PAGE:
Q&A: Worried about stocks? Why you shouldn’t try to time the market

Dear Liz: I’m a federal employee with a Thrift Savings Plan account. I’m 35 and have put about $125,000 into my TSP. However, I never changed it from the low-risk G fund so it’s not gaining as much interest as it should. Should I wait for the market to tank before moving it around or is it OK to move it now due to my age and amount of time I have before retirement? I’m worried I’ll move it and I’ll lose the value in a downturn, so maybe I should wait for a downturn to act.

Answer: You sent this question a few weeks ago, before the recent correction. Did you use the downturn as an excuse to hop into the market? Or did you stay on the sidelines, worried it might drop further?

Many people in your situation get cold feet. You’re better off in the long run just diving in and not trying to time the market.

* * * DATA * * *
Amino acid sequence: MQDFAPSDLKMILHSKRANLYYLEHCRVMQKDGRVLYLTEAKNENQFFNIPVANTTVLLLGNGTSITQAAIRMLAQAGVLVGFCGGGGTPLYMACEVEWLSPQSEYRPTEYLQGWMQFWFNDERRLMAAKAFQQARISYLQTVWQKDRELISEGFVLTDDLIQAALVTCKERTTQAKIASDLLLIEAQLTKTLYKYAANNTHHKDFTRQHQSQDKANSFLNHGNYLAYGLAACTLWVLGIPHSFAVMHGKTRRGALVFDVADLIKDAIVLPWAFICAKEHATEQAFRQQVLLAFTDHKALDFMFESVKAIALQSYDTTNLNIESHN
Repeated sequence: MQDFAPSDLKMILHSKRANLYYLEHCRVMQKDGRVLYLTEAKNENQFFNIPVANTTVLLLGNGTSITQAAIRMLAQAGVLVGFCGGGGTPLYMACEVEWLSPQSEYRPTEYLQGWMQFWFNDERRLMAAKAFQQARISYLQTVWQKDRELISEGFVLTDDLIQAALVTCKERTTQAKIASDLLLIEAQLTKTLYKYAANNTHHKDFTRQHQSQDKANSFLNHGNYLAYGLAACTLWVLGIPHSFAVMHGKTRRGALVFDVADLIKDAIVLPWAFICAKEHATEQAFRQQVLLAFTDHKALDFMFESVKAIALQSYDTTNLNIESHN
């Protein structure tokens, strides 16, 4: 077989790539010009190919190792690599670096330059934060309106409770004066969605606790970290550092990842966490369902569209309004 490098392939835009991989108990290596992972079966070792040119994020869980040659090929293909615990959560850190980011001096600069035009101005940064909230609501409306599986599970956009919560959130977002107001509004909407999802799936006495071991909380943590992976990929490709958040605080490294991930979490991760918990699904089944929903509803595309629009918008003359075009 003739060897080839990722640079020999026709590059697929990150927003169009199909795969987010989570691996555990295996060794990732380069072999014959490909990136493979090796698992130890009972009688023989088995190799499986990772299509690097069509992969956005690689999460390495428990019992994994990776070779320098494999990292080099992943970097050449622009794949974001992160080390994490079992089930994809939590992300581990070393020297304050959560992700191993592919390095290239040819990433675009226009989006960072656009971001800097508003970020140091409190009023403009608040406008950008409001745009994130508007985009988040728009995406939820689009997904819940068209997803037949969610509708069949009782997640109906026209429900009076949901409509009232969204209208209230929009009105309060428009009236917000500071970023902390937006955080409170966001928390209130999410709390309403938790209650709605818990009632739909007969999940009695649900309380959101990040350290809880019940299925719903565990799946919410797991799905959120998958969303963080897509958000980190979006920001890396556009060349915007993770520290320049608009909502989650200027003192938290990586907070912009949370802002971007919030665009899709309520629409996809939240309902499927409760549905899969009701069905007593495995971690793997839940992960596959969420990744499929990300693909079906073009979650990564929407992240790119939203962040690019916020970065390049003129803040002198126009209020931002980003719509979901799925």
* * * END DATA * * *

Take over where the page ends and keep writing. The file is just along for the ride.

Waiting for a downturn sounds good in theory, but in reality there’s no sure way to call the bottom of any stock market decline. And when the stock market recovers, it tends to do so in a hurry. If you delay too long, you risk missing much of the upside.

It won’t feel good if the market plunges a day, a week or a year after you invest your money, but remember that you’re investing for the long term. The day-to-day or even year-to-year gyrations of the stock market don’t matter. What matters is the trend over the next 30 years — and long term, stocks outperform every other asset class.

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